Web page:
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Slim chance of a white Christmas, according to local weatherman
Wanstead’s local weatherman has predicted Christmas Day will mainly be dry and cloudy, with only a slim chance of a white Christmas.
Scott Whitehead, 41, has his own weather station in his garden in Wanstead Park Avenue, Aldersbrook, and has put together statistics from the borough’s last 53 Christmases to form the prediction.
He found the average maximum Christmas day temperature in the area to be 7.5°C, the minimum to be 2.9°C, with average rainfall of 2.4mm and 1.2 hours of sunshine.
Mr Whitehead predicted a wet Christmas may be more likely, with a 47 per cent chance of rain.
The definition of a white Christmas is described by bookies as, at a minimum, a single snowflake falling in the 24 hours either side of December 25 at a specific location recognised by the Met Office.
Mr Whitehead said: “Technically there has not been a white Christmas in Wanstead for over 30 years and it has rained on 12 out of the last 33.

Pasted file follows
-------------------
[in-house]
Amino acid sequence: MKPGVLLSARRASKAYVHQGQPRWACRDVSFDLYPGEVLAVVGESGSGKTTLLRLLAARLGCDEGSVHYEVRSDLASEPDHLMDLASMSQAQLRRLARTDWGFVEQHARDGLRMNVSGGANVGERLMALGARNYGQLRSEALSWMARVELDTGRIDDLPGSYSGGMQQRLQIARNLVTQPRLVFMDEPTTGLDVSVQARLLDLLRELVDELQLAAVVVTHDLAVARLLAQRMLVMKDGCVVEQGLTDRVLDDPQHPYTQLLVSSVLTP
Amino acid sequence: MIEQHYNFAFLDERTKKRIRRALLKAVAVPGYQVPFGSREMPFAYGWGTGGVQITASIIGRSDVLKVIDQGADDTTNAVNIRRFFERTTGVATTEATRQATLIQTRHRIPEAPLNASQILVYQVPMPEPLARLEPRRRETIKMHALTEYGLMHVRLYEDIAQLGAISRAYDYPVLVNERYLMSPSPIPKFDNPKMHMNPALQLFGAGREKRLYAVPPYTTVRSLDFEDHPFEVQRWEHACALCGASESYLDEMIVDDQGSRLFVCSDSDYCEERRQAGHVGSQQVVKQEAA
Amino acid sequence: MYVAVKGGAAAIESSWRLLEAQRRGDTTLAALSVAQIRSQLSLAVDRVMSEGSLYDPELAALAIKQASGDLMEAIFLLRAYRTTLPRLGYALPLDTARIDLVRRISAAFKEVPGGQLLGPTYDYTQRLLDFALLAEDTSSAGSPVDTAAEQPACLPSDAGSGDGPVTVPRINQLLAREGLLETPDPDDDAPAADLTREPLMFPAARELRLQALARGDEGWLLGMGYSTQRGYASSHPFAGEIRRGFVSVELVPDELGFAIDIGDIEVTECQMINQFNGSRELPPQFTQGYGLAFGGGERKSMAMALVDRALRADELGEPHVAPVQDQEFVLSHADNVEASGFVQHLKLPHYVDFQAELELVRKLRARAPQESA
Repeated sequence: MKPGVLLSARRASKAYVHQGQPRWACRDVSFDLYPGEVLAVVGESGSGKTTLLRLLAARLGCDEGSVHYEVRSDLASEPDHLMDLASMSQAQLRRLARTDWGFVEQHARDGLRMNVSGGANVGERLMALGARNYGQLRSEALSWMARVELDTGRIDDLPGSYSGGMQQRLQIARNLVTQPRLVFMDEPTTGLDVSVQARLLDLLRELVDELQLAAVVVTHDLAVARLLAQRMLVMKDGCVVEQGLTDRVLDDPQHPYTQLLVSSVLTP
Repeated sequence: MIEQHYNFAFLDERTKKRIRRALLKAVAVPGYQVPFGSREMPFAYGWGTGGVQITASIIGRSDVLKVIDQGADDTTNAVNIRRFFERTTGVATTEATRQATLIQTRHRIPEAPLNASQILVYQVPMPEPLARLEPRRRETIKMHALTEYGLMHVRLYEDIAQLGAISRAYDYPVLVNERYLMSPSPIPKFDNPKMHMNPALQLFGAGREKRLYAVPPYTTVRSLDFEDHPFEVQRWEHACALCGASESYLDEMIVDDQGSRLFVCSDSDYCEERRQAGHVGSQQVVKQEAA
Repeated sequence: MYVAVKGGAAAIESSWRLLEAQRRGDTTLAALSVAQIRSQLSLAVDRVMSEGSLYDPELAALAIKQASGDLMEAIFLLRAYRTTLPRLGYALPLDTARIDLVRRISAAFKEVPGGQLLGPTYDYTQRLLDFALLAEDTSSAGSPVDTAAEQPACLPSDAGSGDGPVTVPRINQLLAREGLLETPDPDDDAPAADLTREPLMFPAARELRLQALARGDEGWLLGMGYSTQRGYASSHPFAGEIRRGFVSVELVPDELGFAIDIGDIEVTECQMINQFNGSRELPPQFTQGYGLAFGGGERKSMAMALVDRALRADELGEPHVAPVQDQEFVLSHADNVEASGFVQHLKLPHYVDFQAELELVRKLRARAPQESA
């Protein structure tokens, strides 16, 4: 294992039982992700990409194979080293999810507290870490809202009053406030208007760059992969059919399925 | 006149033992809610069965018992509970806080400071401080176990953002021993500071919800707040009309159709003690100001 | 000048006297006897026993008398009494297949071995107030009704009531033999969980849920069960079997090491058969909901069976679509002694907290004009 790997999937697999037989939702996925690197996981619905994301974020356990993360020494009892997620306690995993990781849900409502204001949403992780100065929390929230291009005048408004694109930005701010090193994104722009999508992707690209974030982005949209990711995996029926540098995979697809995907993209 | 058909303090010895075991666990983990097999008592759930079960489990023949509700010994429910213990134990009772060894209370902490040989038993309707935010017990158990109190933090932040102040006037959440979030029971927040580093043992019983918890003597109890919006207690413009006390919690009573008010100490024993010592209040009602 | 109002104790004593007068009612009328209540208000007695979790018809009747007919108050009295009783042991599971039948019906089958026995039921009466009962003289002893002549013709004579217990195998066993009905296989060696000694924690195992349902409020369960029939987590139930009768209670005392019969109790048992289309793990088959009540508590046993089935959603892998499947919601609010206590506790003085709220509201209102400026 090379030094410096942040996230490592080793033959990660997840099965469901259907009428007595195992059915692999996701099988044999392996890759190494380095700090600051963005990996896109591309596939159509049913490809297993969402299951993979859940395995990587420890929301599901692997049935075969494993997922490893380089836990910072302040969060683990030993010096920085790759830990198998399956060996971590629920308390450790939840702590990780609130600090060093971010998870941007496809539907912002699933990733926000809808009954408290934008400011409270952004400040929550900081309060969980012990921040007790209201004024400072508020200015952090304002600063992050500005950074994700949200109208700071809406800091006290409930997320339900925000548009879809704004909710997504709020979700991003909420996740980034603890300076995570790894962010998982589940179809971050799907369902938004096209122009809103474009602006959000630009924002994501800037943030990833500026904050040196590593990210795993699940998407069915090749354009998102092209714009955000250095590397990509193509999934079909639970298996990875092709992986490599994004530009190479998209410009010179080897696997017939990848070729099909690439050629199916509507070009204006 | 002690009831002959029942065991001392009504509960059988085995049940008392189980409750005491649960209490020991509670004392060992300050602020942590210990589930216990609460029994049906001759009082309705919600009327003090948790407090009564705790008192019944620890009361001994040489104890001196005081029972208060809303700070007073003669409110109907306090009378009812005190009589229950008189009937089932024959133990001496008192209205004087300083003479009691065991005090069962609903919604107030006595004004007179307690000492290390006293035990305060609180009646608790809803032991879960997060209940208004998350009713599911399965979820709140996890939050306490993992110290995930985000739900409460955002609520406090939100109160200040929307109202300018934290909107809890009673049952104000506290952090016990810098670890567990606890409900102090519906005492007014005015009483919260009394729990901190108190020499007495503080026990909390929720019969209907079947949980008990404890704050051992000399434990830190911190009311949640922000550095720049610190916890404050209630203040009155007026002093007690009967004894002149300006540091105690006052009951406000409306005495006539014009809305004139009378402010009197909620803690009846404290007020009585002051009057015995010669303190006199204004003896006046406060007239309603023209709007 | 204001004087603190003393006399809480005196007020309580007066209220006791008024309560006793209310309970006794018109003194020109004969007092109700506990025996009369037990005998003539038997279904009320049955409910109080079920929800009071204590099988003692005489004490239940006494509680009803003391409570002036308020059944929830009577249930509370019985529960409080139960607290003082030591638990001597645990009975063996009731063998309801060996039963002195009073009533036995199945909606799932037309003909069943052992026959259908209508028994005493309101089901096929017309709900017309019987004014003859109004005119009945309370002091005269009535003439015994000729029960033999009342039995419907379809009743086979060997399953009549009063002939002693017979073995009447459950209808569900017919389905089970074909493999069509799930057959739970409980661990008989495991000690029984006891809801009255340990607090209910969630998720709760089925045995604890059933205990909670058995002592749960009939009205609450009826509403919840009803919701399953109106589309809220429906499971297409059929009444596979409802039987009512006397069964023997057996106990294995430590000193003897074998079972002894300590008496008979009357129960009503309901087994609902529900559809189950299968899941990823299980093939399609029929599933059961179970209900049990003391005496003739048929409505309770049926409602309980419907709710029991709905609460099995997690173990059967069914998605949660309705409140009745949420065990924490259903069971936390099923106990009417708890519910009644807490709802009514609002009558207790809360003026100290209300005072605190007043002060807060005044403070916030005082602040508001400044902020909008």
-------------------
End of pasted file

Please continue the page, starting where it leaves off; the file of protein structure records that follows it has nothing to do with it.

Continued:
“However there has been snow on several Boxing Days, notably 1995 and 1996.
“Christmas day in Wanstead, on the balance of probability and from previous patterns, is most likely to be green and mostly cloudy, but a dry one.”
Mr Whitehead explains that precipitation falls as snow when the air temperature is below 2°C and the heaviest snowfalls tend to occur when the air temperature is between zero and 2°C.
The falling snow begins to melt as soon as the temperature rises above freezing, but as the melting process begins, the air around the snowflake is cooled.
Mr Whitehead maintains there is still an outside chance that a white December 25 may happen.
“If it does turn very cold on December 24, pray for clouds to appear and we could be in with a chance. But at the end of the day we still need that vital combination of temperature and moisture.
“Snow, like Christmas in that sense, requires some magic.”
Bookies' odds for a white Christmas in London currently stand at 5/1, with the last record of snow falling in London on December 25 going back to 2001, according to the Met Office.
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